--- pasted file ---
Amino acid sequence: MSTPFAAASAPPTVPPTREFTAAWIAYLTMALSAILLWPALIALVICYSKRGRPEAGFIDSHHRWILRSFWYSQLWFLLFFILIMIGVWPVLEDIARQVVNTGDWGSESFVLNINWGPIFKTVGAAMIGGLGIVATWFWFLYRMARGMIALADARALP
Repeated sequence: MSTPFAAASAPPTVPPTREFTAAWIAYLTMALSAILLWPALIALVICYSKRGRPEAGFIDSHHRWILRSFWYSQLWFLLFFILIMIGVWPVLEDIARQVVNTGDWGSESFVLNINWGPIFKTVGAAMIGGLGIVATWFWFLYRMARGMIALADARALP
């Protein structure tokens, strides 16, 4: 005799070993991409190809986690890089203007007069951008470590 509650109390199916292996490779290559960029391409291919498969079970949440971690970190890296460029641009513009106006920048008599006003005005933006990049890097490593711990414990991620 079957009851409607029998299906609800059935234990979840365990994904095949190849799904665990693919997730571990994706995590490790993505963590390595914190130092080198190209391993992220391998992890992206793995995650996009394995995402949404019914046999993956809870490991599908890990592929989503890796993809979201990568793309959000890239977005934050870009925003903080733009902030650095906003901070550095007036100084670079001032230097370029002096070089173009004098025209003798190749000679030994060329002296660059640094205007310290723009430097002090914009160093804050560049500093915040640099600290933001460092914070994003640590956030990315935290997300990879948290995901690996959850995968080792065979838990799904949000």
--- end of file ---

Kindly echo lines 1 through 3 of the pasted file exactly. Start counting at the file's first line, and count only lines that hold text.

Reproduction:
Amino acid sequence: MSTPFAAASAPPTVPPTREFTAAWIAYLTMALSAILLWPALIALVICYSKRGRPEAGFIDSHHRWILRSFWYSQLWFLLFFILIMIGVWPVLEDIARQVVNTGDWGSESFVLNINWGPIFKTVGAAMIGGLGIVATWFWFLYRMARGMIALADARALP
Repeated sequence: MSTPFAAASAPPTVPPTREFTAAWIAYLTMALSAILLWPALIALVICYSKRGRPEAGFIDSHHRWILRSFWYSQLWFLLFFILIMIGVWPVLEDIARQVVNTGDWGSESFVLNINWGPIFKTVGAAMIGGLGIVATWFWFLYRMARGMIALADARALP
């Protein structure tokens, strides 16, 4: 005799070993991409190809986690890089203007007069951008470590 509650109390199916292996490779290559960029391409291919498969079970949440971690970190890296460029641009513009106006920048008599006003005005933006990049890097490593711990414990991620 079957009851409607029998299906609800059935234990979840365990994904095949190849799904665990693919997730571990994706995590490790993505963590390595914190130092080198190209391993992220391998992890992206793995995650996009394995995402949404019914046999993956809870490991599908890990592929989503890796993809979201990568793309959000890239977005934050870009925003903080733009902030650095906003901070550095007036100084670079001032230097370029002096070089173009004098025209003798190749000679030994060329002296660059640094205007310290723009430097002090914009160093804050560049500093915040640099600290933001460092914070994003640590956030990315935290997300990879948290995901690996959850995968080792065979838990799904949000």